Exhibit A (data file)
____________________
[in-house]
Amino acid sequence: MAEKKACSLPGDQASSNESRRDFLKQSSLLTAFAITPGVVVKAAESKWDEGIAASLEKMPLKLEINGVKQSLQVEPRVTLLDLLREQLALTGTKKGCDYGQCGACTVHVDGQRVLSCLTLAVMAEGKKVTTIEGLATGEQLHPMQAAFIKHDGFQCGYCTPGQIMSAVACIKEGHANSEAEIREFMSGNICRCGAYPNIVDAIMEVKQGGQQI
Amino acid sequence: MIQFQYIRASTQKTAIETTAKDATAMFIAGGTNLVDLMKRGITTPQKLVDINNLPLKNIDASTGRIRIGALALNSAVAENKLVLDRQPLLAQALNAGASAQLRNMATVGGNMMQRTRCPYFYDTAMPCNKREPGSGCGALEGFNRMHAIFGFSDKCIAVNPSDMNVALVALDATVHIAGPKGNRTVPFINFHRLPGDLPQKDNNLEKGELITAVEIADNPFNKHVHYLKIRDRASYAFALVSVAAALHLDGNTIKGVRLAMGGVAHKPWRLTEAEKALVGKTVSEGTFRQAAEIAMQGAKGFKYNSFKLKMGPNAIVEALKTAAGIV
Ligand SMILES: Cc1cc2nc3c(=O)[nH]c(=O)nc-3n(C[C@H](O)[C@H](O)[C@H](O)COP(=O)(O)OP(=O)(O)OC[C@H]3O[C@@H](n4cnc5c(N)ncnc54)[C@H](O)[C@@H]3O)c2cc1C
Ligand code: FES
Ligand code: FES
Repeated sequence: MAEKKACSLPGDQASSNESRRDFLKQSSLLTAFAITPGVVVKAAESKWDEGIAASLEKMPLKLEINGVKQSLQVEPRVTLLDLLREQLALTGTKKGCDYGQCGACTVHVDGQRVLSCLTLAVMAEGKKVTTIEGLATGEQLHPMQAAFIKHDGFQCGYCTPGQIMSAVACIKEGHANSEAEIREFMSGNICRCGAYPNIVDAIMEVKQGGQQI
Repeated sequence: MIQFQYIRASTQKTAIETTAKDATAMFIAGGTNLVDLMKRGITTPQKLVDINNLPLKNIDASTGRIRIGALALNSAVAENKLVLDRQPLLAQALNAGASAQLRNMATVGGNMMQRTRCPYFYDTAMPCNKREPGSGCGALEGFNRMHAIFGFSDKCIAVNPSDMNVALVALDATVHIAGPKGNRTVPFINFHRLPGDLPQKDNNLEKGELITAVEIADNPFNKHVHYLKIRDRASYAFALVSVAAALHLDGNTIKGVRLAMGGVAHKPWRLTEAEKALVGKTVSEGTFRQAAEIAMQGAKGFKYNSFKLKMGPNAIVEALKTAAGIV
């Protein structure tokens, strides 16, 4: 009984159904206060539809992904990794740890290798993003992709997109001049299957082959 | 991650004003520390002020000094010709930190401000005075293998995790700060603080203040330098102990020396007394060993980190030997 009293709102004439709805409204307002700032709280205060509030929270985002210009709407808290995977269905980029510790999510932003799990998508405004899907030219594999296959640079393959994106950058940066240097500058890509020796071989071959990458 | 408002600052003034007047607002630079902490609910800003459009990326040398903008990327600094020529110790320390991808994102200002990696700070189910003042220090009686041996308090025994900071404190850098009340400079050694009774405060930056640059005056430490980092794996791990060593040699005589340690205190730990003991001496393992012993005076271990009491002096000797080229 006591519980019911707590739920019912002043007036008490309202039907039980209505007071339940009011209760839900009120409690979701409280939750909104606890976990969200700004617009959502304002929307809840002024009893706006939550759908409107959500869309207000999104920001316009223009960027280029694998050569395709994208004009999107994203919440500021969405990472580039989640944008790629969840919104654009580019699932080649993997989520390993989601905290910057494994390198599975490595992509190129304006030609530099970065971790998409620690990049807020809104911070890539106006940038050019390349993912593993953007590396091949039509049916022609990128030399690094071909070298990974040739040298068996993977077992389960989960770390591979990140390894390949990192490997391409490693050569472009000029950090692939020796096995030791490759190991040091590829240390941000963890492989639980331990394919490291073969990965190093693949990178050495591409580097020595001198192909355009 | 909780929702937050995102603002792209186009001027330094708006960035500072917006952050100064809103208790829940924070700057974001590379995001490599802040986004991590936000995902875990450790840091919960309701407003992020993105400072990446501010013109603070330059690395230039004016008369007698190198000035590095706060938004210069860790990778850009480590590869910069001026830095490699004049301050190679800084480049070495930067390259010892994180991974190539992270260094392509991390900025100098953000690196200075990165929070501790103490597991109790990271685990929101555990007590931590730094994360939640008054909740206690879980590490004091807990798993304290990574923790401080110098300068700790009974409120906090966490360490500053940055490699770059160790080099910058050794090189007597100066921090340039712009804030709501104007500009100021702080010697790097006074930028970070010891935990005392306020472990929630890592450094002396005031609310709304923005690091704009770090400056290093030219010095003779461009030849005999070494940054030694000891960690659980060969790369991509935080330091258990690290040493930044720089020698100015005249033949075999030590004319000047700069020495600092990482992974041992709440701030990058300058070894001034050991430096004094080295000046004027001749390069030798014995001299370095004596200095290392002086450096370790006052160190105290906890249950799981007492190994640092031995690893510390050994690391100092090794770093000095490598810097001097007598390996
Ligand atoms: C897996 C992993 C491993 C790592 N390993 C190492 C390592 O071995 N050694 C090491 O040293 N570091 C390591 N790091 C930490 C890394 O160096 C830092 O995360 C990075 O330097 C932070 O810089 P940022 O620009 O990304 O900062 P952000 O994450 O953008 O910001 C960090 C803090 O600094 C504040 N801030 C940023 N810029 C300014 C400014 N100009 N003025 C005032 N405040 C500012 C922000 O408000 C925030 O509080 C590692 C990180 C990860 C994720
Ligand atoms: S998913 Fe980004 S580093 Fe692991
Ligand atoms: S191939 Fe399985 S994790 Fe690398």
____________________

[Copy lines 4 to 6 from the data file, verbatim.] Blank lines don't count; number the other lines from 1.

Ligand SMILES: Cc1cc2nc3c(=O)[nH]c(=O)nc-3n(C[C@H](O)[C@H](O)[C@H](O)COP(=O)(O)OP(=O)(O)OC[C@H]3O[C@@H](n4cnc5c(N)ncnc54)[C@H](O)[C@@H]3O)c2cc1C
Ligand code: FES
Ligand code: FES